A Shadow War by Brian Glaser

–for Charles Altieri

My mentor and doctoral advisor
loves philosophy and hates ethics.

My father had a doctorate in moral theology;
he worked as vice president of ethics
at a Catholic hospital system.

Ethics, my father has said, is not about
choices between the good and its other.

It’s about choosing between conflicting goods.

I think I understand why my advisor hates ethics—
it presumes only a small part of what makes us human.

But I do not hate ethics.

I find on reflection that there are questions
in my life where I care about
not making an ethical mistake.

For instance, my nation
has used drones to kill soldiers and these drones
have also killed hundreds
of civilians—this even by my government’s own count.

So should I speak in favor of nonviolence
at the risk of what the Green Party platform
calls naivety about the intentions
of others?

When a man kills eighty-four civilians in Nice
grief is ubiquitous and unmitigated.

I am aware that my thinking on this question
is partial and not of pristine clarity.

Perhaps I am a fool;
I feed my children and wake before dawn.

What I know of the fool comes from King Lear.
A singing, sometimes raving source
of the non sequitur.

An older colleague, a writer, surprised me
and made me laugh
in a meeting when he said:

This idea may be foolish,
but I am a foolish person.

We spend a summer day at home
and on the television in the evening the Republican convention offers
a Navy SEAL promising that the nation needs
an elite military.

The fool in Lear has no political power,
no promise of it or ambitions for it.

It is almost as if he were already dead.

I wrote in another poem
that I couldn’t be a radical because

I fear being mistaken
as I know I can be, I have been.

But no one has the power to effect all
the social changes he wishes to see,
not even the President of the US.

That’s not why I’m not a radical.

I’m not a radical because every system
is flawed.

The theme
I have been given is the power of art.

I am embarrassed by the knee-jerk way
I have asked critics of many ills
to propose a better solution.

It is ethical simply to say: not this.

President Obama joked in a banquet speech
that he might use drones to kill the Jonas brothers,
singers whom his daughters admire.

My wife says those who wish for power
should have to show a sense of humor.

One of the truths spoken in jest
is that Obama has power over a kill list,
one he has used to take the lives of more people
than have been held at Guantánamo.

All humor is critical, John Cleese says.

The President’s joke is critical of young men’s
reckless desires.
Perhaps there is a measure of self-criticism too.

According to his policy all men
in youth or middle age
should be counted as combatants, military targets,

in the reckoning that comes after
a precision strike.

seen once, seen perhaps a few times,
in black and white,

the screen at first all order,
data marks around the margins of the scene,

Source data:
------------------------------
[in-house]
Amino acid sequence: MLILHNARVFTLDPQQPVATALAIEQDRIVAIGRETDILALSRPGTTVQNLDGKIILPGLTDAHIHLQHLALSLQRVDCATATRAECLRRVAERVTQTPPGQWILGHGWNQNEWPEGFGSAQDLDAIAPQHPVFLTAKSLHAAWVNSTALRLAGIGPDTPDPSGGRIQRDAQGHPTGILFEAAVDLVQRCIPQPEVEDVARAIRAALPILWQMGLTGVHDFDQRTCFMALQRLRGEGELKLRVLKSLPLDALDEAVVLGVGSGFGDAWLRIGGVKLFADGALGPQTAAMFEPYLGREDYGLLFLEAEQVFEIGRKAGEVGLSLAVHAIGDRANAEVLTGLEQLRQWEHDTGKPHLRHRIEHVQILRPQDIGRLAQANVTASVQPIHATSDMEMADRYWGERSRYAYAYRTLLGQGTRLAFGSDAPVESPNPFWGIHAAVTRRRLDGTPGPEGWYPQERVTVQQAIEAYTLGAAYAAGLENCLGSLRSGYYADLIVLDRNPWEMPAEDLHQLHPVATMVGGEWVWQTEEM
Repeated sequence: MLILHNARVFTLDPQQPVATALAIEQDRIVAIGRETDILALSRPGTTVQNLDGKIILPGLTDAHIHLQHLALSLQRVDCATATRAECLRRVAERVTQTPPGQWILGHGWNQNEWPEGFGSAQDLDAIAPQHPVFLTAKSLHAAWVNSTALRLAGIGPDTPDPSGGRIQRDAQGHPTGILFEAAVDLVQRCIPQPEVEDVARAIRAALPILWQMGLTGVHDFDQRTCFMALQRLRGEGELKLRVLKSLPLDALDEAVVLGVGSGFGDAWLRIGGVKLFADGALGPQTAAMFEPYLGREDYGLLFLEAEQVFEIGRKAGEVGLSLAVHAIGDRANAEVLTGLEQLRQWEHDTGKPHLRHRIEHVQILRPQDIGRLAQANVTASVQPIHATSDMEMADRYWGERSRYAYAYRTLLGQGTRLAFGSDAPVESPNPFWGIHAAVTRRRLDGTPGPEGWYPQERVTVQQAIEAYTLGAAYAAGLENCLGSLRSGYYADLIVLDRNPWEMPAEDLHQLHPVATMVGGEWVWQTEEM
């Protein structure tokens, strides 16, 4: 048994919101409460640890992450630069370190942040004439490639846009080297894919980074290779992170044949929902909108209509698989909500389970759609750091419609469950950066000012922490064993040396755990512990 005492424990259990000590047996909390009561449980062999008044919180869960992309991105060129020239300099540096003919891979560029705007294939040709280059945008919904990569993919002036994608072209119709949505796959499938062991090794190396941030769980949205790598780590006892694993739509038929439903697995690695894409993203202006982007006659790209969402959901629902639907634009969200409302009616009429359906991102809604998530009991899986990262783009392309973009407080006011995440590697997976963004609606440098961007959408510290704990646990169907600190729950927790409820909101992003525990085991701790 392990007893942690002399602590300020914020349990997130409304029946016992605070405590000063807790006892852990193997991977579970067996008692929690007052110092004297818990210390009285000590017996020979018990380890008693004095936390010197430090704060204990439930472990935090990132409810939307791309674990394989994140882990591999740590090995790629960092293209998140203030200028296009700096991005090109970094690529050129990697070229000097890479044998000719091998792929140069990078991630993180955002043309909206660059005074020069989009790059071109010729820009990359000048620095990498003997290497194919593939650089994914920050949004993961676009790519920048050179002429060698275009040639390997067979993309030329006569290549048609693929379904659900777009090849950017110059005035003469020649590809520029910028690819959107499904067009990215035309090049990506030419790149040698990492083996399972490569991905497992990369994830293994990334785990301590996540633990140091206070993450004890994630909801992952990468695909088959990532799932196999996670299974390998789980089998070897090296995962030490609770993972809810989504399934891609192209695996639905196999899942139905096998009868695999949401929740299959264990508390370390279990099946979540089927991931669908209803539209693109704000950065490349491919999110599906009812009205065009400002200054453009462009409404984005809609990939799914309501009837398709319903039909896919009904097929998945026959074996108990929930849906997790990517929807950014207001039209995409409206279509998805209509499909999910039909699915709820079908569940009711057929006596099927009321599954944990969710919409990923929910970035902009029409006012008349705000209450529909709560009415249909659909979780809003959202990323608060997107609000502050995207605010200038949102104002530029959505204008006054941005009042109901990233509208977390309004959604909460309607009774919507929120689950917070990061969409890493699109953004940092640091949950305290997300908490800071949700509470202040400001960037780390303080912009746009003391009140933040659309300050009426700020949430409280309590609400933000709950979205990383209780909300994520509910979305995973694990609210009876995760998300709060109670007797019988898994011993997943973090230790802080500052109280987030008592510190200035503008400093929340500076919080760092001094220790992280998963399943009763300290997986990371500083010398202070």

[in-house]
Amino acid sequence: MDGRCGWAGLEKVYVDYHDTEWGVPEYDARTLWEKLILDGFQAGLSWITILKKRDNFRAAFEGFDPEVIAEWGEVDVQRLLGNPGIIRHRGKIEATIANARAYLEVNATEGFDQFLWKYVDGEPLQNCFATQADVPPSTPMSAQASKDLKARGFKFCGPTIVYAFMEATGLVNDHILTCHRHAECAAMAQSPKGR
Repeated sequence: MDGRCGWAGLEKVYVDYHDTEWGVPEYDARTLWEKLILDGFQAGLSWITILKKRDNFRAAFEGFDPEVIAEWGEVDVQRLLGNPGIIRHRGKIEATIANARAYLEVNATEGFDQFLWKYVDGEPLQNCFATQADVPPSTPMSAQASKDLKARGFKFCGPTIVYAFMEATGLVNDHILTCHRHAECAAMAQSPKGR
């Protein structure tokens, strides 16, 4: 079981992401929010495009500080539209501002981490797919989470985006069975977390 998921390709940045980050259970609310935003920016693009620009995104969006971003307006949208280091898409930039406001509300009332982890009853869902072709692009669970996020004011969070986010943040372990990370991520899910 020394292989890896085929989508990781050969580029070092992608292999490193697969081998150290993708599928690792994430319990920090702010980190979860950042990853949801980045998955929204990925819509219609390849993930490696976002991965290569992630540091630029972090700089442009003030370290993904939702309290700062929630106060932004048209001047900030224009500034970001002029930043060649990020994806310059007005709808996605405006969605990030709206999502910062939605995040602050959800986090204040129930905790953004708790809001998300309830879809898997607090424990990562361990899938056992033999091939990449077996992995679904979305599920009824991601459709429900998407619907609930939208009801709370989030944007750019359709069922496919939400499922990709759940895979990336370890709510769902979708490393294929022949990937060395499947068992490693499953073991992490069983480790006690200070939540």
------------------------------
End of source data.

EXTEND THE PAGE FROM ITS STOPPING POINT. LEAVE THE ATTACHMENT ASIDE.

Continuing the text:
and the picture bright with the rays
still perceptible at night—

a jewelry box, a rectangle
become a chaos of earth’s gray
rushing skyward.

Hellfire takes its time.

The technology that enables drone strikes
is not as new

as their use might indicate.
It is only after the inception of the War on Terror

that existing abilities came to seem ethical.
I was beginning my career as a college teacher

the day the towers fell.
I thought of myself something like a soloist

playing a concerto.
Now, almost a generation later,

I can think of myself as at the end of a tether
hung from a helicopter

to rescue those stranded in a flood,
asking myself what the past

has to offer
those who wish to be good.

I am in Satan’s garden.
There is a wall

like the chapel at Evora.
I observe the herbs,

the cacti.
I sit in a patio chair,

and the sun turns my closed eyelids red.

I am waiting for Satan,
I have something I must tell him.

Leave my children alone,
I say into the air.

Through an open window
at night:

children of the sun.

Say there could be drone strikes
without civilian casualties against terrorists—

as some claim there now can be—

would they be ethical?

A majority of Americans approve of such strikes,
and majorities everywhere else reject them.

Individuation of responsibility,
a scholar of the subject says,
is the mark of our asymmetrical war.

This means:
the question of whether one is or is not a combatant
has become more complicated,
involves adjudication.

To be a true believer in nonviolence at this moment
does seem naïve.

But what of the justification for violence against
a young man in the mountains of Pakistan
designated as an enemy combatant—

to protect American lives?

Isn’t that another kind of fundamentalism,
one that stops thought?

The summer after I graduated from high school
I planned a trip,

a kind of vision quest,
to Santa Barbara, three hours to the north.

I never made the trip.
What I remember of that summer is playing basketball at parks

with other young men,
friends and strangers,

cutting and leaping and darting past one another,
in a dense pattern of motion

like the bees that have their hive in a tree in my backyard,
leaving and returning,

an analogy I will not look too deeply into,
a home within a home.

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